This type of scheme could help to explain some of the wild price surges in some areas of Vancouver’s real estate market. A review by Global News of a number of cases involving B.C. Lottery casino money laundering suspects, shows incredibly complex mortgage foreclosure cases involving Canadian banks, mortgage investment corporations, and private lenders that have criminal records and associations. In many of these cases, the assessed value of mortgaged homes is dwarfed by the value of multiple loans taken out against the properties.
Under-reported and under-prosecuted
Organized crime is also heavily involved in stock market manipulation and mass market and corporate theft fraud schemes, Tso said.
It is the sophistication of “organized fraud” as Tso calls it — with cases that require forensic auditing of complex corporate structures — that makes it just as difficult to investigate and prosecute as money laundering.
Corporations that suffer big losses know that with low chances of gaining convictions and having defrauded funds returned, it could be better to keep cases quiet rather than suffer the embarrassment and reputation risk of having a big fraud disclosed in court.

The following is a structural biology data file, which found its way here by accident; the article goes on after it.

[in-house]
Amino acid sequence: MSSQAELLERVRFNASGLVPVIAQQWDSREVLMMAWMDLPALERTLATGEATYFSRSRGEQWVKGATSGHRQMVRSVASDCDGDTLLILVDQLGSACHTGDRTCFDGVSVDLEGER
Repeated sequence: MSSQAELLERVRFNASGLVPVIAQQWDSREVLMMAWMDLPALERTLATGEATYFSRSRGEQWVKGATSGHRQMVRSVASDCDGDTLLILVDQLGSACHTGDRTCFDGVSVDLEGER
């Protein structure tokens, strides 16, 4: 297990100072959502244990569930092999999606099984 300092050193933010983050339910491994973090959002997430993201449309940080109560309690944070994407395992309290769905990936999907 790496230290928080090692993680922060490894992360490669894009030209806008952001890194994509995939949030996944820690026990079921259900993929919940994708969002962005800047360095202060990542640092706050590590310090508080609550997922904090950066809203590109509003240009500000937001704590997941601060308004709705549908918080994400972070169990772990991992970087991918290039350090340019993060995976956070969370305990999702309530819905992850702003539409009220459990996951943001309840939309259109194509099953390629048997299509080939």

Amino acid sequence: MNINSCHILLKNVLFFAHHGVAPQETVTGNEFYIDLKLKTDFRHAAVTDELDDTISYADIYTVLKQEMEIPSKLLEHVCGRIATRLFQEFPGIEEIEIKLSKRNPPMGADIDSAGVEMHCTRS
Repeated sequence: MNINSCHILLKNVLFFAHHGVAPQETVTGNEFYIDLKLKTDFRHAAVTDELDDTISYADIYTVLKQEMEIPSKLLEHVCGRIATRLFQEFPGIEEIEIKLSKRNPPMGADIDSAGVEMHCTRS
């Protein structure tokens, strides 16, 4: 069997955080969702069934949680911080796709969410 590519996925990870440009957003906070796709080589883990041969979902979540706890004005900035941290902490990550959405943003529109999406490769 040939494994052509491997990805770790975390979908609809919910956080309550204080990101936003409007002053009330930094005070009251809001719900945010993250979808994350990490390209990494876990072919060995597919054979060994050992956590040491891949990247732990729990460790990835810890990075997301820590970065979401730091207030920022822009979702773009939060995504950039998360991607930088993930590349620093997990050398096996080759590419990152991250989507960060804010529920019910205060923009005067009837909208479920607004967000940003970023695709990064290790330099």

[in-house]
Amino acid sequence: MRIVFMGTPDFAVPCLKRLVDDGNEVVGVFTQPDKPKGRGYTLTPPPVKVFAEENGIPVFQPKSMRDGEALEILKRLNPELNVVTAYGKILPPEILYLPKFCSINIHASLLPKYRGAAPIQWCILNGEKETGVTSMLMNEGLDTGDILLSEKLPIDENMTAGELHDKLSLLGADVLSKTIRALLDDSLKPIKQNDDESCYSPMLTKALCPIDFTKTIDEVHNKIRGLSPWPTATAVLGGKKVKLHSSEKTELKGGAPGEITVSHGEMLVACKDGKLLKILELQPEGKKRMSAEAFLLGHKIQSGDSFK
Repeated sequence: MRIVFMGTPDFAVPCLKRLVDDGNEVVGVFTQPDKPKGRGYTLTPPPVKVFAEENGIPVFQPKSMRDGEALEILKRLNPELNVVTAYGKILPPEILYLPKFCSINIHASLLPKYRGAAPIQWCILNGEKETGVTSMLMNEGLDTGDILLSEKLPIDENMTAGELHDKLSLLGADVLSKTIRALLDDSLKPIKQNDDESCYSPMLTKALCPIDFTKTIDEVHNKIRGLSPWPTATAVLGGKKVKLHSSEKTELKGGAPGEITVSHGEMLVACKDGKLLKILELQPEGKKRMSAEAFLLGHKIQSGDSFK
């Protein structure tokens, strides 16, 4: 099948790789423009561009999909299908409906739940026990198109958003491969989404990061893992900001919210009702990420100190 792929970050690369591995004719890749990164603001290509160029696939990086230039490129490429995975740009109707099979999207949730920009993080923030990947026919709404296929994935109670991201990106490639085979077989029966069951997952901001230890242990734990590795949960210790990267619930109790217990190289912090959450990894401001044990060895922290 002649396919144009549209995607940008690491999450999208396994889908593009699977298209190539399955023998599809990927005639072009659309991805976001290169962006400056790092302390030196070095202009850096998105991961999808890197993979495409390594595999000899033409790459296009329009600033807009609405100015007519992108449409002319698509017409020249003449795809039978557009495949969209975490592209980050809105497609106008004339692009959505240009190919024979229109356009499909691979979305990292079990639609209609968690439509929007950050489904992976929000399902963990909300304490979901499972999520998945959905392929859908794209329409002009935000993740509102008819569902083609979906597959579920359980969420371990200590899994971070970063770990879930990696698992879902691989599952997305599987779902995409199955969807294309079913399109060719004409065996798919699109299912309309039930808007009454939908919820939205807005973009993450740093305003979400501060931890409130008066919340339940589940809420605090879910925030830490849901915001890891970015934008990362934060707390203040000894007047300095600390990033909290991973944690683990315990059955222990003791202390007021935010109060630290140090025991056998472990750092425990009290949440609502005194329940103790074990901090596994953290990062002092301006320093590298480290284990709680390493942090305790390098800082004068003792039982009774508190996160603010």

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But Tso said that Canada’s government needs to look at justice system weaknesses — including the consequences of a ruling that puts strict time limits on criminal trials — or organized crime will increasingly target Canada, putting the nation’s financial integrity at risk.
A Global News investigation recently revealed the 2016 “Jordan” ruling — which sets 18-month trial limits for provincial cases and 30 months for superior courts — has resulted in nearly 800 criminal cases getting thrown out.
“A lot of these fraud cases have been dismissed on the Jordan rule,” Tso said.
Failed cases include Canada’s largest ever alleged fraud, according to Tso, a complex scheme in which investors lost $100 million and the Canada Revenue Agency was duped into paying out $200-million in improper tax refunds.
In the case, Tso said 5,000 investors from across Canada lost money in fraudulent investments that were sold by professional brokers and crafted by experienced lawyers and accountants.
“Basically, there was Jordan issues (and the case was dismissed) because the judge was sick,” Tso said. “It’s the largest fraud case in Canada, and they are laughing because the justice system, not the police officers, screwed up.”